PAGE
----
Have faith in your dream
I have loved family history for years and have researched my
own family since I was 13. I always wanted to spend more time on it,
but I never thought I would be able to make a living doing it.
I have now established myself as an expert in forensic genealogy, newspaper, and Jewish family history research.
What made you decide to finally realize your lifelong dream?
I spent a year working on building a research business that focuses primarily on family history research, for individuals and for heir searchers. I increased my volunteer activity and began to give genealogy talks in my area. When I travel, I look for opportunities to give talks wherever I am going.
I began working for a large corporation seeking someone to do family history research for some if its high-end clients. With that work, and clients in heir and family history research, I now earn enough to pay all my bills and even put a little aside.
I absolutely love what I’m doing.
What were the specific obstacles that you faced?
It is very difficult to start a new career, even when coming out of college. You increase that problem when you do it later in life because they figure by now, you should have experience.
I am an independent contractor. Do I want to step off that precipice and support myself?
What were some of your challenges?
When I started, money was tight. I did lots of penny pinching and had to restructure my debt. I scrimped a lot on food. I figured out how cheaply can I live? I needed to save every penny.
What helped you get through them?
What was interesting is a lot of the work I did gave me the background to do the research. I know several languages. I speak French, Spanish, Russian, Italian, German, Greek and Portuguese. I went to college to get an education and not a job.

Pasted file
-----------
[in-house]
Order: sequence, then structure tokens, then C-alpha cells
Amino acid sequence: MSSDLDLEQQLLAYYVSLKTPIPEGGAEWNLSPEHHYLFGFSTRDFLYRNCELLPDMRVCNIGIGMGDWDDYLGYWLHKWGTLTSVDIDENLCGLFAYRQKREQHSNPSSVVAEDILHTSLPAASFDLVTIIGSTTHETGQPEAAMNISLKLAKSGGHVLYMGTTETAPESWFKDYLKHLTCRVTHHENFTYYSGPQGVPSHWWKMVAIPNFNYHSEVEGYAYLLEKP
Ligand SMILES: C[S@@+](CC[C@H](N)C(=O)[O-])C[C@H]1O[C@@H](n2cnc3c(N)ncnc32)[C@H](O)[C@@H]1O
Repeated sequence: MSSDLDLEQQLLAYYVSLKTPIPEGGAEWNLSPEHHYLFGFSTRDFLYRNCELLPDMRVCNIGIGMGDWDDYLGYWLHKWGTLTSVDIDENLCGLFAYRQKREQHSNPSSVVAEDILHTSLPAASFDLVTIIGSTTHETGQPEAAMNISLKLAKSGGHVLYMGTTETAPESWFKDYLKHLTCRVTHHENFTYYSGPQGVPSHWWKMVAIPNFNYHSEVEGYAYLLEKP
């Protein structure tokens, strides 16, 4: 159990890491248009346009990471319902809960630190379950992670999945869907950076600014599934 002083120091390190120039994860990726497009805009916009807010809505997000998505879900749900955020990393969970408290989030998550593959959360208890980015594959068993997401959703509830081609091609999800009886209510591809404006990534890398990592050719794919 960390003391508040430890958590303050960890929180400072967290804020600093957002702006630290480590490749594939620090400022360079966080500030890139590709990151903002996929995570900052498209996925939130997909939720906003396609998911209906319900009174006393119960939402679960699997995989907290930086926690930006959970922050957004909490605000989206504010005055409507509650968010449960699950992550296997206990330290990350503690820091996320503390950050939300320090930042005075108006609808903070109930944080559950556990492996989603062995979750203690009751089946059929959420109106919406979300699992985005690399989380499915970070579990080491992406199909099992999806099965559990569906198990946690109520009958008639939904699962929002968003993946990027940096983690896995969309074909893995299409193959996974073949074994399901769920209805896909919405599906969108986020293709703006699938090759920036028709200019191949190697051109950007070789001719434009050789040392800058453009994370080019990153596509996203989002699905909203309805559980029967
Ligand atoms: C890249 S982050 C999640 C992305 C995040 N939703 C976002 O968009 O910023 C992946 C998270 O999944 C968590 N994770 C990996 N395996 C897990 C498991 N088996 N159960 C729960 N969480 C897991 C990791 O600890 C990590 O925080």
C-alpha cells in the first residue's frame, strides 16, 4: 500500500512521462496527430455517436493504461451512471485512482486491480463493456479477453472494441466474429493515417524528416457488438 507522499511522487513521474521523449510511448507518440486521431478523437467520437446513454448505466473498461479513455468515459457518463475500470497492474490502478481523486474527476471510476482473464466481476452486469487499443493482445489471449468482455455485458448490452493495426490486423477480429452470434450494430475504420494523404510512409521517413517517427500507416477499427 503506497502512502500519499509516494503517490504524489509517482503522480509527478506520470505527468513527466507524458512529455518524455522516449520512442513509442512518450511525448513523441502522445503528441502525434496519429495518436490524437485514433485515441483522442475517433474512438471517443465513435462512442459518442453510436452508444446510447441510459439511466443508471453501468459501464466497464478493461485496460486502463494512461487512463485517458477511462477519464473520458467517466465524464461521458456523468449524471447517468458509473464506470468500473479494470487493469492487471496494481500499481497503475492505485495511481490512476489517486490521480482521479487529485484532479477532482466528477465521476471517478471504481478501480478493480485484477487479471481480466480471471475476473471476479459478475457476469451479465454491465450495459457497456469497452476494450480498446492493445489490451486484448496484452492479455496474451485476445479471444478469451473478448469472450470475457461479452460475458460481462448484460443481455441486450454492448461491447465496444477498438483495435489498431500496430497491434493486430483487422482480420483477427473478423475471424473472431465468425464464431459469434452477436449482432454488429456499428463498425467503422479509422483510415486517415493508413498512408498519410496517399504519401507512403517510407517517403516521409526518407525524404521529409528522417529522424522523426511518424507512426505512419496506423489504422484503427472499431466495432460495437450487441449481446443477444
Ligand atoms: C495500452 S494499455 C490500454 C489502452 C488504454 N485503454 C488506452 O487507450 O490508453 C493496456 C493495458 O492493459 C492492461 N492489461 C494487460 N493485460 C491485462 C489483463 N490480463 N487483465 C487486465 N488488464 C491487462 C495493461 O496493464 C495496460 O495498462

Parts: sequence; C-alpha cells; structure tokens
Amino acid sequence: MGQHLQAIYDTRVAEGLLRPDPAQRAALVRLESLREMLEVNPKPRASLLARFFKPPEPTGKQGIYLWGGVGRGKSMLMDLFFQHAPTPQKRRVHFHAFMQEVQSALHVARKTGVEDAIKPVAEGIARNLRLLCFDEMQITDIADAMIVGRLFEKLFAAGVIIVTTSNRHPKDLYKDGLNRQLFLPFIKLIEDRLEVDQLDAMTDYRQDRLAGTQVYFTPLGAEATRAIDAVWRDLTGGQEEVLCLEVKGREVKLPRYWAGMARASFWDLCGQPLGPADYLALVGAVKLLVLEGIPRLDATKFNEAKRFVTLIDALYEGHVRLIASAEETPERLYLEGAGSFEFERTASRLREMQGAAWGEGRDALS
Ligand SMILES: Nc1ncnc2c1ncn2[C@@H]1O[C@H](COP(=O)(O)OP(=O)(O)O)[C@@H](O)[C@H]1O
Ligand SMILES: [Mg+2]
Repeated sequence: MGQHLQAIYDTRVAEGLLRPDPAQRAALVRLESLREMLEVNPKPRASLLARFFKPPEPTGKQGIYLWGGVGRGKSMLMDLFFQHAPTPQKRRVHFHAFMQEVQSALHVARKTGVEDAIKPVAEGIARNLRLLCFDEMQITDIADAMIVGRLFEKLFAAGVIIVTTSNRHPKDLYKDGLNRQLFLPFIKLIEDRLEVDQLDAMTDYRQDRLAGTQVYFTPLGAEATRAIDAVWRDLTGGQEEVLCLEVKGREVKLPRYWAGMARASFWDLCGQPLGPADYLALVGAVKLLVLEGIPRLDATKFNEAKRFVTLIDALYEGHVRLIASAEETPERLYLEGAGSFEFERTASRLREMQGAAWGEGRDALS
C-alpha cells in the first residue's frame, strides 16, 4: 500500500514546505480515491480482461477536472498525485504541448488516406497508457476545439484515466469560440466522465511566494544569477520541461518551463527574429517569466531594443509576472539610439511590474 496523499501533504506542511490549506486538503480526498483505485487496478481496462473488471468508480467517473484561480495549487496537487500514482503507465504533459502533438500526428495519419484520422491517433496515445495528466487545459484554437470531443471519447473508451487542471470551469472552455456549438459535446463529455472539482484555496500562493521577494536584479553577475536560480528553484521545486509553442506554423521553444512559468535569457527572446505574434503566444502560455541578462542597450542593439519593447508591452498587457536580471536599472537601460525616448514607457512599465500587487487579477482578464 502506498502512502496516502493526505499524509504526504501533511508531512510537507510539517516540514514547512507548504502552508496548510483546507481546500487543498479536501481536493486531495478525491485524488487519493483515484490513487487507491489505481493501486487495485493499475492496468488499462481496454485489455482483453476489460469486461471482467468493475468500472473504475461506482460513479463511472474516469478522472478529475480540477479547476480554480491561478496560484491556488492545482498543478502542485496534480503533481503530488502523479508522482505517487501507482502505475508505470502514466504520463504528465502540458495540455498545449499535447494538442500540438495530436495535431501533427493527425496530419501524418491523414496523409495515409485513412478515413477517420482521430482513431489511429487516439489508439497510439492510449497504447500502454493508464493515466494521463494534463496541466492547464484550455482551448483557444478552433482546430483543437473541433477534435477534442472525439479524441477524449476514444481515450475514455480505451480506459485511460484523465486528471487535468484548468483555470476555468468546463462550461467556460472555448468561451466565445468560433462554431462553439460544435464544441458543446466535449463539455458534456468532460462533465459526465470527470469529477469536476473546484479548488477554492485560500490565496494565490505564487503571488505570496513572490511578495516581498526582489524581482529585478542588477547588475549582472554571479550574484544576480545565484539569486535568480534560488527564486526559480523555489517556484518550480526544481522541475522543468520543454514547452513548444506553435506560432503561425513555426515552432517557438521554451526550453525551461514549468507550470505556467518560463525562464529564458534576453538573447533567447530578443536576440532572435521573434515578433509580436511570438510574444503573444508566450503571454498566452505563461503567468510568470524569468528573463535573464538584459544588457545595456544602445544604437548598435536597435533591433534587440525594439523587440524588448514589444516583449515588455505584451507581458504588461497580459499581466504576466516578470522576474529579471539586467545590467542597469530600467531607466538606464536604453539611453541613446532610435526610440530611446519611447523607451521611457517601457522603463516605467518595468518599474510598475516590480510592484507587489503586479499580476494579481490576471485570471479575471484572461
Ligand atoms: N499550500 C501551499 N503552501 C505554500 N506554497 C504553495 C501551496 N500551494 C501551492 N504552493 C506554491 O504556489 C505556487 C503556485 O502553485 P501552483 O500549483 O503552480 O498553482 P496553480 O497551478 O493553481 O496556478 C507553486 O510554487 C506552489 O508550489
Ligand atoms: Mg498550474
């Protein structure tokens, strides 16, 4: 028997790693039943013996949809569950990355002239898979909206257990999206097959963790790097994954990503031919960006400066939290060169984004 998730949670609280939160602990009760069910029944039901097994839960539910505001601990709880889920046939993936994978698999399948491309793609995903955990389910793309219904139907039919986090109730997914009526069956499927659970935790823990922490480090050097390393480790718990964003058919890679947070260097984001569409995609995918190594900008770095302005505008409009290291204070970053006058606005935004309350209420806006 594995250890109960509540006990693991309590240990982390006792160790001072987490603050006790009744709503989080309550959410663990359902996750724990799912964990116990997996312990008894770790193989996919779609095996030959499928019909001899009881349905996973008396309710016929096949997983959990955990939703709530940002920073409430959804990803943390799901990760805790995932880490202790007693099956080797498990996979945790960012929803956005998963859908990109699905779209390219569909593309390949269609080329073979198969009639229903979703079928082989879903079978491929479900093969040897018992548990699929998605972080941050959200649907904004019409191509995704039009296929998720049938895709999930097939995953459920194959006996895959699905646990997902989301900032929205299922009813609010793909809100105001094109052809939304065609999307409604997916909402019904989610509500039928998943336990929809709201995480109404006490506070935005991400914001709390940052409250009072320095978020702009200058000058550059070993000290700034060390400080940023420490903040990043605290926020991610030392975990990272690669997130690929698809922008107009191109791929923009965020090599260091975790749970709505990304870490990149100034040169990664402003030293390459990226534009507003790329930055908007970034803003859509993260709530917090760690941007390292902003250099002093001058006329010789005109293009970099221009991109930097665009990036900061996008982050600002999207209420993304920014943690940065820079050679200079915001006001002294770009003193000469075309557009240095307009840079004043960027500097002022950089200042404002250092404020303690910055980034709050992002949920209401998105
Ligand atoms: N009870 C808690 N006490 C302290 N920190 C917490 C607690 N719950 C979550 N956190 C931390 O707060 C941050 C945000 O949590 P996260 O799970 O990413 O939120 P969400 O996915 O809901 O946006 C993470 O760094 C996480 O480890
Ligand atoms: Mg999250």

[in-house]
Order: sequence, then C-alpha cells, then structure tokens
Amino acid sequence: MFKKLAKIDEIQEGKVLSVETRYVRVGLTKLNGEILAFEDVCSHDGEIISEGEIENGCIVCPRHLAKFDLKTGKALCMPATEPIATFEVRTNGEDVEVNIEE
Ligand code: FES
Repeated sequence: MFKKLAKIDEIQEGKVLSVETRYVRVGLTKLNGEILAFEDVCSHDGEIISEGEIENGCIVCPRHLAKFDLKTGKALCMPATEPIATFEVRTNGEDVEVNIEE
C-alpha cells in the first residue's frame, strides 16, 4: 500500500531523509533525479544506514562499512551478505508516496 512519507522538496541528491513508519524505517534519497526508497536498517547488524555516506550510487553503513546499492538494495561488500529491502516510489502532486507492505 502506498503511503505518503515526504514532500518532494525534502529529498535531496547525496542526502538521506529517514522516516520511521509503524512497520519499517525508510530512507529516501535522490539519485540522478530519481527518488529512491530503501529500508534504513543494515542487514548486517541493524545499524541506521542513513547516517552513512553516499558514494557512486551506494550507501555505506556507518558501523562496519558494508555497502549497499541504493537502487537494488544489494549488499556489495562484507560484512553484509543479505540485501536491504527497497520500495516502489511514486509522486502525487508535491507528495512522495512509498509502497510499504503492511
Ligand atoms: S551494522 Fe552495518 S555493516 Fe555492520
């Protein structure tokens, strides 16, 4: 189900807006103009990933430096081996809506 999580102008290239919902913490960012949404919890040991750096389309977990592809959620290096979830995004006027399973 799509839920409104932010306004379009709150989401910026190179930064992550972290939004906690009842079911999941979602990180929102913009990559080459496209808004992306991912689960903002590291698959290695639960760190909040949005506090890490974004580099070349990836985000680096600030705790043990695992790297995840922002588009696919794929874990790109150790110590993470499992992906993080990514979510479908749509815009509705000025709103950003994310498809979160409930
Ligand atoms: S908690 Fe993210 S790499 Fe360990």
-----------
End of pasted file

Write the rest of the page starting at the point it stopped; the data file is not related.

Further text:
I became an editor. When you learn about a foreign language, it increases your knowledge about your own language. I’m a really good editor.
Working as a liberal arts editor and indexer has helped me. I know how indices are created and can move around faster than the average person. My background gave me the experience to go into this kind of research.
I lucked out. The biggest obstacle was taking the steps to start supporting myself from a regular paycheck and benefits. In mid-life, that’s a scary thing to do. What am I going to do for a health plan? Lots of people who have regular jobs have a full time job with no benefits.
Finances was a huge factor. I went to an independent contractor type of industry. I spent an entire year going to genealogy groups, giving talks, making sure people knew who I was.
Were there people who tried to discourage you?
The only discouragement I received was from a few family members who wondered if I could make it work. They were worried and concerned. I didn’t tell a lot of people about the transition. I was single and had no one living with me. It was just me trying to figure it out. I didn’t tell the world about it. I quietly built up the recognition, and after I got to the point where people knew me, I then told people. I wasn’t hedging in terms of a backup plan. I waited to tell everybody until it worked.
How did you feel when you finally accomplished your lifelong dream?
I was so excited. Then I was bouncing off the walls. I am a professional genealogist and I‘m able to support myself! I am gleeful about it. I am doing something that I absolutely love.
It was sheer joy. I don’t have to go back and do work that was destroying my soul. I can do something that makes me happy, and make a living and support myself. It’s absolute joy. I have a life I l0ve.
What advice would you give to others that are contemplating finally living their dream?
Don’t sell yourself short. You need to believe you can do it. Research it and plan for it. Have faith in your dream. Believe in your dream. Don’t just jump out there. Look at your finances and see how you are going to make it work.
Never give up on your dream.
Learn more about Janice by visiting her site.